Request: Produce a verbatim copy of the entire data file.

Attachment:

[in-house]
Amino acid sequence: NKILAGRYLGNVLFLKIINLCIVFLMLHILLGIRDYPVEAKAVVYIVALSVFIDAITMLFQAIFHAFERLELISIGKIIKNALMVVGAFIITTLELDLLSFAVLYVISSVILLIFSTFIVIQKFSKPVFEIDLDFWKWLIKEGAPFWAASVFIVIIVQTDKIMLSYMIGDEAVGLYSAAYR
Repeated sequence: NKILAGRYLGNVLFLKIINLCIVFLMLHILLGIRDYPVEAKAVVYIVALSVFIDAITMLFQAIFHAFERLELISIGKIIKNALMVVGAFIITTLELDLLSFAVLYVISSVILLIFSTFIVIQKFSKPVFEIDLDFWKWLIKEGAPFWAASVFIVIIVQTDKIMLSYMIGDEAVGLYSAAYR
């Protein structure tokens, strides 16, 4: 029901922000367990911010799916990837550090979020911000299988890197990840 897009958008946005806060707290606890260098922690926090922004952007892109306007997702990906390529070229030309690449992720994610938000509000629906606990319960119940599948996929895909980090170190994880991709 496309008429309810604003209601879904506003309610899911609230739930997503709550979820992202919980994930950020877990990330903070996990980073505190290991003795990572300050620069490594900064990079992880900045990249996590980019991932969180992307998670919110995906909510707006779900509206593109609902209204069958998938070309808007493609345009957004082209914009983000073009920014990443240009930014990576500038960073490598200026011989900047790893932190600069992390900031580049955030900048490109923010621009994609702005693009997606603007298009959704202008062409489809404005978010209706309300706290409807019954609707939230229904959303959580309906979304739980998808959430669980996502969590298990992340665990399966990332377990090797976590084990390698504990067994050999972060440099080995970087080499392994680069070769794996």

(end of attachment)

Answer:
[in-house]
Amino acid sequence: NKILAGRYLGNVLFLKIINLCIVFLMLHILLGIRDYPVEAKAVVYIVALSVFIDAITMLFQAIFHAFERLELISIGKIIKNALMVVGAFIITTLELDLLSFAVLYVISSVILLIFSTFIVIQKFSKPVFEIDLDFWKWLIKEGAPFWAASVFIVIIVQTDKIMLSYMIGDEAVGLYSAAYR
Repeated sequence: NKILAGRYLGNVLFLKIINLCIVFLMLHILLGIRDYPVEAKAVVYIVALSVFIDAITMLFQAIFHAFERLELISIGKIIKNALMVVGAFIITTLELDLLSFAVLYVISSVILLIFSTFIVIQKFSKPVFEIDLDFWKWLIKEGAPFWAASVFIVIIVQTDKIMLSYMIGDEAVGLYSAAYR
């Protein structure tokens, strides 16, 4: 029901922000367990911010799916990837550090979020911000299988890197990840 897009958008946005806060707290606890260098922690926090922004952007892109306007997702990906390529070229030309690449992720994610938000509000629906606990319960119940599948996929895909980090170190994880991709 496309008429309810604003209601879904506003309610899911609230739930997503709550979820992202919980994930950020877990990330903070996990980073505190290991003795990572300050620069490594900064990079992880900045990249996590980019991932969180992307998670919110995906909510707006779900509206593109609902209204069958998938070309808007493609345009957004082209914009983000073009920014990443240009930014990576500038960073490598200026011989900047790893932190600069992390900031580049955030900048490109923010621009994609702005693009997606603007298009959704202008062409489809404005978010209706309300706290409807019954609707939230229904959303959580309906979304739980998808959430669980996502969590298990992340665990399966990332377990090797976590084990390698504990067994050999972060440099080995970087080499392994680069070769794996």